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A Terrorist By Any Other Name
Published on Tuesday, January 15, 2002 in The Daily Star (Lebanon)
A Terrorist By Any Other Name
by Hesham A. Hassaballa
 
Imagine, if you will, the following scenario: in the early hours of the morning, a Middle- Eastern man aboard a Greyhound bus attacks the driver with a boxcutter and slits his throat, forcing the bus into oncoming traffic. Six people, including the attacker, are killed and 34 people are wounded. Invariably, this man would be called a terrorist, and the crime condemned as an act of terrorism.

This exact scenario did occur early on Oct. 3. However, the attacker was not Arab; he was Croatian. Perhaps, then, it was no surprise that R. Joe Clark, agent-in-charge of the Knoxville, TN office of the FBI, described the attack as “not an act of terrorism.”

On Nov. 9, FBI officials proclaimed for the first time that they believe the individual behind the recent anthrax attacks to be a “disturbed American loner along the lines of Unabomber Theodore Kaczynski.” No mention that this “disturbed individual” is a terrorist.

Clayton Lee Waagner, the man accused of sending hundreds of hoax anthrax letters to abortion clinics, was not described as a terrorist. Similarly, Irv Rubin of the Jewish Defense League, caught allegedly planning to bomb a mosque and the office of an Arab-American member of Congress, was also not described as a terrorist. Why?  Was it because he was not an Arab or a Muslim?

In fact, several Arab and Muslim Americans were escorted off their respective flights because either the pilot or the passengers were “uncomfortable” with them on board the plane. The most recent incident concerned an Arab and Muslim Secret Service agent. The agent alleges that he was kicked off American Airlines Flight 363 from Baltimore to Dallas on Dec. 25 because the captain had concerns about his identity, even though the agent went through the proper procedures for armed security personnel who are passengers. The agent’s identification was subsequently checked several times by American personnel and by local police. He even offered to have the Secret Service confirm his identity. He was kicked off anyway.

What’s more, when the agent asked to go back on the plane to retrieve his jacket, the captain allegedly said: “I don’t want him back on that plane.” Further, according to CNN, witnesses dispute the airline’s claim that the agent acted in an angry manner.

This is an abhorrent double standard, and is testament to the still prevalent stereotype of Arabs and Muslims as terrorists. Not only is this manifested in the statements of officials, but in the media as well. It seems that whenever we hear or read about terrorism or violence, the words “Islamic” or “Muslim” do not lag far behind. Furthermore, whenever terrorism is in the news, Muslims are overwhelmingly more newsworthy.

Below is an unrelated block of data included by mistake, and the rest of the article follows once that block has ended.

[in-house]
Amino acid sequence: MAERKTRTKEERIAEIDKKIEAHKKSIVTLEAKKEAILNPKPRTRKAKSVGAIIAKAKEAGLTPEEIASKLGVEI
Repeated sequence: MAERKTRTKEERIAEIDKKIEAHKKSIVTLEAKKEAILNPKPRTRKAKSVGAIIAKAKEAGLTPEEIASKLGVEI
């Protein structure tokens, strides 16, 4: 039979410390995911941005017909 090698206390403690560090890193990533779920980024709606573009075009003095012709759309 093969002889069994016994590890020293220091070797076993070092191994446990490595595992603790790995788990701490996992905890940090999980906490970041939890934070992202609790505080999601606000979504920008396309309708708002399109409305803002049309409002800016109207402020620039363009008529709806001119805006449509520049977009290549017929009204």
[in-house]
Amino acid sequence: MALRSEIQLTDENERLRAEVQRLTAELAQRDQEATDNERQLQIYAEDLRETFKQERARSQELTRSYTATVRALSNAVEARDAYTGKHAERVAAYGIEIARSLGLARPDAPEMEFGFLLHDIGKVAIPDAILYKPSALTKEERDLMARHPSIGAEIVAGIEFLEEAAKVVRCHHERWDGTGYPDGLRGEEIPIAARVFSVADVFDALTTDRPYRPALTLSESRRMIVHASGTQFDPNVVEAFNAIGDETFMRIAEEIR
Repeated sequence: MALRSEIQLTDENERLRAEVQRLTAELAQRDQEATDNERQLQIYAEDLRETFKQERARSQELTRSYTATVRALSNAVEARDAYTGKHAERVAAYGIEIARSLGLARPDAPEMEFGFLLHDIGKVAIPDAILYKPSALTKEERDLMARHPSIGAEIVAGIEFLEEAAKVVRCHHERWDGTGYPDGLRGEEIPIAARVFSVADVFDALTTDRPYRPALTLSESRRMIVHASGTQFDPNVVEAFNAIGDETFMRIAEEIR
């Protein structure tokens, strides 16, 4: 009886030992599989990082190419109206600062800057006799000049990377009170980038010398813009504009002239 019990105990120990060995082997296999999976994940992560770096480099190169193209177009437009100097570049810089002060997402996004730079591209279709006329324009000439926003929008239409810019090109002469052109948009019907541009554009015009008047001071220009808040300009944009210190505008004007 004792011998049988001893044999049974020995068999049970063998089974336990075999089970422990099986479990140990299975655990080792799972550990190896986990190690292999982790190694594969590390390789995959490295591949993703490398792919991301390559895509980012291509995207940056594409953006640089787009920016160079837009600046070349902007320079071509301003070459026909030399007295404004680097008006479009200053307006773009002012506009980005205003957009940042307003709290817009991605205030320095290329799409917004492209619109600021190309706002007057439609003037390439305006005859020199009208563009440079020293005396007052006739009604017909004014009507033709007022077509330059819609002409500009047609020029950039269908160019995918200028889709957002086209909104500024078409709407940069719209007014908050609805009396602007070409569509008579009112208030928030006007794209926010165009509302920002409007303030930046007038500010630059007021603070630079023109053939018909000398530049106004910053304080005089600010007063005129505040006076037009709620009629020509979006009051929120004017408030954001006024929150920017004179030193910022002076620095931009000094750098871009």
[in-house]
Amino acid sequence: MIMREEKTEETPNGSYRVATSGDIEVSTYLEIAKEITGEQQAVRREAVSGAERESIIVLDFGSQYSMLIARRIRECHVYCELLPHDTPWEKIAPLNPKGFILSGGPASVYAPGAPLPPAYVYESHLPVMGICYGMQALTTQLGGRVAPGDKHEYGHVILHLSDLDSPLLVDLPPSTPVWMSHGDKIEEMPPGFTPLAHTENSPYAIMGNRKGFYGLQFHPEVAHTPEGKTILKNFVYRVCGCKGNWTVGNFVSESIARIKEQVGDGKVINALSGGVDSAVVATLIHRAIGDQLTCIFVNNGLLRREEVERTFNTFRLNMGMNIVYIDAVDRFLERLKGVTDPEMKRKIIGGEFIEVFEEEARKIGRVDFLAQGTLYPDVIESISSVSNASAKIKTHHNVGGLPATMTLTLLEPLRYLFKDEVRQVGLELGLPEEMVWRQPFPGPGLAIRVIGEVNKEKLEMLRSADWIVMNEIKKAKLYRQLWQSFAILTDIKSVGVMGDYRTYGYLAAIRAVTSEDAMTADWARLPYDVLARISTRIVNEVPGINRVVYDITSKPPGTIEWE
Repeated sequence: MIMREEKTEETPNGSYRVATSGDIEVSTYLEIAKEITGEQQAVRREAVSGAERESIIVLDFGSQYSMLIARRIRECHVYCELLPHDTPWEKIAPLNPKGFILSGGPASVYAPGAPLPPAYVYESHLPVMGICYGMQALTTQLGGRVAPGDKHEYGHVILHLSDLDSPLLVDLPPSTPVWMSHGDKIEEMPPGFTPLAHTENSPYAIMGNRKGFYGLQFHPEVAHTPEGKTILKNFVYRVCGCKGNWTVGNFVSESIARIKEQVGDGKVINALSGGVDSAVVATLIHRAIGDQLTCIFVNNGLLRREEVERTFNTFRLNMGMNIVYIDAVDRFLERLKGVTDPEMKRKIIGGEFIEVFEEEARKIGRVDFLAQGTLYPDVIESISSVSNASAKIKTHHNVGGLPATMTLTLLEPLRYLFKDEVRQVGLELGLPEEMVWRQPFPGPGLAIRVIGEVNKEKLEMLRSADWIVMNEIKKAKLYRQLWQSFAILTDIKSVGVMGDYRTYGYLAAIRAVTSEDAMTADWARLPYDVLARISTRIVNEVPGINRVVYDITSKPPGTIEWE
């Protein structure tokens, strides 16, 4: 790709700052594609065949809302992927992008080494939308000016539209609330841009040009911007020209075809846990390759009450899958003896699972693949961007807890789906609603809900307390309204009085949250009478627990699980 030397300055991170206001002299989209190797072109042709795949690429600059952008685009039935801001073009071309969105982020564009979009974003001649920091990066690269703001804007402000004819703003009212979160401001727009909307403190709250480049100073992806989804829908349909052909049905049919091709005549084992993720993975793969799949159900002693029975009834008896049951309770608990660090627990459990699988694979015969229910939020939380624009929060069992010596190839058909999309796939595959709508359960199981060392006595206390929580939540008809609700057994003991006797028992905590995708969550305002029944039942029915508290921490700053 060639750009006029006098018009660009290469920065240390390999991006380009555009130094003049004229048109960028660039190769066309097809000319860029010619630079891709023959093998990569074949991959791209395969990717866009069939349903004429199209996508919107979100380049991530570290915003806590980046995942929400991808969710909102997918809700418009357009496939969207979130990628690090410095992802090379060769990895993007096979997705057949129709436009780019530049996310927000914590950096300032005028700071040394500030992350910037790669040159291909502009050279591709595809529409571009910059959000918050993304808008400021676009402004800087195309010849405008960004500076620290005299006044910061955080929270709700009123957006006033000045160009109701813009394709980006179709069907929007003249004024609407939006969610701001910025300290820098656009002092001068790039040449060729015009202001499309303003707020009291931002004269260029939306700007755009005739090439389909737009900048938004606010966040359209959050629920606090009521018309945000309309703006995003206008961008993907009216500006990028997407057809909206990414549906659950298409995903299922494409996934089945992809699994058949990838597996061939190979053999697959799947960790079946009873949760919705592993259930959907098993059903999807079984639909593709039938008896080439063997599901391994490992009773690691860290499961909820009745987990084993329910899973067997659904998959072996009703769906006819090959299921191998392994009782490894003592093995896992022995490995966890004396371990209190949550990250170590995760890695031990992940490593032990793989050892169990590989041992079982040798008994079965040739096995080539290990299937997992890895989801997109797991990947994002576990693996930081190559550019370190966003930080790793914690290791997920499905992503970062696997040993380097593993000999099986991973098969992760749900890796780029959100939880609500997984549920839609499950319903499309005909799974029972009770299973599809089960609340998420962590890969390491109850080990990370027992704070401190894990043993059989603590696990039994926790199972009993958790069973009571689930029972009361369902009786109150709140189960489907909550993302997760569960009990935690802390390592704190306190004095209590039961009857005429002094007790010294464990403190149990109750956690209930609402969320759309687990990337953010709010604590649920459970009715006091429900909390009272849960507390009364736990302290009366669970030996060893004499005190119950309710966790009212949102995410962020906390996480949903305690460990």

The Council on American-Islamic Relations (CAIR), a Washington, DC-based Islamic advocacy group, analyzed the news coverage of the Millennium terror plots that were foiled nearly two years ago. The arrest of the Algerian man who allegedly tried to smuggle bomb-making materials into the United States was covered by 129 stories (113 print, 16 broadcast) on the day of and the day following the announcement of his arrest. Twenty-one stories ran on Page 1.

Yet, the arrest of two suspected militia members accused of plotting to blow up a California propane plant, which could have killed as many as half the people within a 5-mile radius, received 51 stories (51 print, 0 broadcast) on the day of the arrest and the following day. Only one of the stories ran on Page 1; many of them ran as news briefs.

Also, the arrest of an American Airlines mechanic who was charged with possessing bomb-making materials after potential explosives and assault rifles were found in his home was covered by just 10 articles. The New York Times ran the story on Page 20. The Washington Post ran it on page eight. The Algerian man, of course, was called a terrorist. However, none of the propane plant or American Airlines stories highlighted the alleged perpetrators’ race or religion. They were not called terrorists.

The truth is, all these individuals are terrorists. Yes, there are terrorists who happen to be Muslim, but terrorists come in all stripes, and terrorism has no religion, no ethnicity, no national origin. It is time to call a spade a spade and drop the double standard.

Hesham A. Hassaballa, a syndicated columnist with the Independent Writers Syndicate, is a physician and resides in Chicago

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